In other words, the galaxy rotation curves are modeled using FN = ma, where FN is Newtonian gravity. Can we simply replace Newtonian gravity with ``Lowey gravity'' (FL, perhaps) and solve for a new rotation curve?

Second, existing galaxy rotation curves are modeled by assuming that most of the mass of the galaxy is in the ``centre bulge''. Is this assumption still valid?

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Perhaps.

Can you elaborate on this issue?

First, while your model suggests that the forces involved galaxy rotation would be different than that predicted by Newtonian gravity, is it still acceptable to use Newtonian mechanics to describe the rotation of stars in the new gravity field?

In other words, the galaxy rotation curves are modeled using FN = ma, where FN is Newtonian gravity. Can we simply replace Newtonian gravity with ``Lowey gravity'' (FL, perhaps) and solve for a new rotation curve?

Second, existing galaxy rotation curves are modeled by assuming that most of the mass of the galaxy is in the ``centre bulge''. Is this assumption still valid?

You make some good points and I've just had some additional insights just of last night:

The helical screw model gives matter a new fundamental shape and dynamics which the standard model lacks imo. This non-spherical emission of gravitons is in stark contrast to the Newtonian/Einsteinian acceptance that "all things exert a gravitatinal field equally in all directions". This asymmetry of the gravitational field allows for the stars to experience a greater pull towards the galactic plane, due to their rotation giving more order to the inner fluid matter of the stellar core. Both the structure of the emitter and the absorber of the gravity particles is important. It also has implications for hidden matter at the centre of the galaxies..

I've given the idea some more thought and come to the conclusion that the stars furthest from the galactic centre must have a more 'bipolar nature' than the matter of stars of the inner halo presumably. This is the reason they have wandered towards the galactic plane whilst the halo stars have not. The outer stars' configuration means they experience a greater interaction with the flux pattern of the graviton field. Are the stars of the outer arms simply spinning faster?? We are on the outer edge of a spiral arm and so this would fit with this hypothesis. Our sun could have spin which is higher that that of the average halo star. This relationship between spin and distance from the galactic centre is a fundamental feature which ties in with the suggested mechanism of their creation.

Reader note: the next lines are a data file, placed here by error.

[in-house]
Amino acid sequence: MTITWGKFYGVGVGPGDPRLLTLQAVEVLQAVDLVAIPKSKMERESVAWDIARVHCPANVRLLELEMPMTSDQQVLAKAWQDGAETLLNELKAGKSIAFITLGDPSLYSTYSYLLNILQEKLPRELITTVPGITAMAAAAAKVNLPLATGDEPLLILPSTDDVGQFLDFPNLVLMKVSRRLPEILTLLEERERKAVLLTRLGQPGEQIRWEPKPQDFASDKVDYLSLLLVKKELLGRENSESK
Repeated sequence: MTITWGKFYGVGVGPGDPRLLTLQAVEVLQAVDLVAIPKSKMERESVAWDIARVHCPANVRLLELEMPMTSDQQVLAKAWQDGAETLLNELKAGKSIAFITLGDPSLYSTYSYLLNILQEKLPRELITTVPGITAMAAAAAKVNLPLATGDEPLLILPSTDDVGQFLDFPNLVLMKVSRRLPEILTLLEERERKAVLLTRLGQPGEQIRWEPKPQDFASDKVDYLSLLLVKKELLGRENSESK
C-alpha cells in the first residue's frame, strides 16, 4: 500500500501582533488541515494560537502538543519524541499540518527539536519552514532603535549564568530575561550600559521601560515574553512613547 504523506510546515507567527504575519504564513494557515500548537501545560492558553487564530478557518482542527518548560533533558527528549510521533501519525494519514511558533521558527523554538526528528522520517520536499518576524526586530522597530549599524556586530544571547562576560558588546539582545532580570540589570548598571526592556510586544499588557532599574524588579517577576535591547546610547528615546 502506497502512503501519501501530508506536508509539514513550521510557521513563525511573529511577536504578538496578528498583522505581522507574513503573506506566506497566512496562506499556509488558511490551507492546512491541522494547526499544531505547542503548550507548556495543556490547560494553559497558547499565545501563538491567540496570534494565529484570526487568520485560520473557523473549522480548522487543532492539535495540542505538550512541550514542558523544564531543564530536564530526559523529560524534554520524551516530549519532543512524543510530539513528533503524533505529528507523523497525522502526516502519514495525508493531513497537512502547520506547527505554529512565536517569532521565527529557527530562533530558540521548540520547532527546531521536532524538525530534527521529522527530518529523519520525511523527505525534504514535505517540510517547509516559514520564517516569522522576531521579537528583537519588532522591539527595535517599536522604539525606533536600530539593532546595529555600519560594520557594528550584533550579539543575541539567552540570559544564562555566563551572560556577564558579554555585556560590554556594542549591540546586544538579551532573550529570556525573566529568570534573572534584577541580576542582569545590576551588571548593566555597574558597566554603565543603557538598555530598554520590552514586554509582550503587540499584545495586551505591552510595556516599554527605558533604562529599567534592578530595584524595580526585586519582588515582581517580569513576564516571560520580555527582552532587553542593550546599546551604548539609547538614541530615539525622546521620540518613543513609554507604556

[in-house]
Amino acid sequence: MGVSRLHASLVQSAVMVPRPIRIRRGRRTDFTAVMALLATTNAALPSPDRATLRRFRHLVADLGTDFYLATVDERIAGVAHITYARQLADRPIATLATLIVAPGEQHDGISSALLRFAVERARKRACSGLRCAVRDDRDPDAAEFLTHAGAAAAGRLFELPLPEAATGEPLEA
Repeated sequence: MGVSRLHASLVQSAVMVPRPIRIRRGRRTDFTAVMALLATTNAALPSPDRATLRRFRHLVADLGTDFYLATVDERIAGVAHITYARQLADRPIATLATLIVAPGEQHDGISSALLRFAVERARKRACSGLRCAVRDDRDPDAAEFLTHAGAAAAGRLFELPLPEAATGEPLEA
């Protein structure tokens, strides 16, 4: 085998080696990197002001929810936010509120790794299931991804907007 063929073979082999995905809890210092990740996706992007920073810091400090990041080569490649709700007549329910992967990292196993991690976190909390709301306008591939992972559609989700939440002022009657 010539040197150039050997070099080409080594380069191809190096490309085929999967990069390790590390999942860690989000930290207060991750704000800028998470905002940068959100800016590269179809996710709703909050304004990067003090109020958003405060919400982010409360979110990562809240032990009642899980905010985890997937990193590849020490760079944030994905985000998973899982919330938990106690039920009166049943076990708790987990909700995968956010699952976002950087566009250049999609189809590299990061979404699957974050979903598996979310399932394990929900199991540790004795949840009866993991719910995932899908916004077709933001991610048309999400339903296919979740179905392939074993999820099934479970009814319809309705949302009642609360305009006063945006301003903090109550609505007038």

All that is needed is an additional factor of stellar spin speed as well as it's mass and distance from the galactic centre. The relationship should then give calculated values which match those of the observed. Is this something you could do Sepulchrave?

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All that is needed is an additional factor of stellar spin speed as well as it's mass and distance from the galactic centre. The relationship should then give calculated values which match those of the observed. Is this something you could do Sepulchrave?

Yes I think it is. It should be possible to model the Newtonian dynamics from an arbitrary gravity field, and use that to find a field that fits the observed data.

I've been thinking about this a bit, but I don't have the time right now to get into it properly. Maybe in a week or so, though.

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Yes I think it is. It should be possible to model the Newtonian dynamics from an arbitrary gravity field, and use that to find a field that fits the observed data.

I've been thinking about this a bit, but I don't have the time right now to get into it properly. Maybe in a week or so, though.

I'm really pleased you see some merit in the idea Sepulchrave. The deadline for comments on the competition essays is Tues 15th march at 11.59am. If at all possible, an equation in LateX would be most useful! I could then post it for posterity in the essay competition. You could be famous as being the first person to write a mathematical equation which describes the galaxy rotation curve using the additional spin term. I'm pursuing something else to do with climate cycles and in particular the 1,500 year climate cycle which I think is related to the dynamics of the Sun's innermost core. Wish me luck..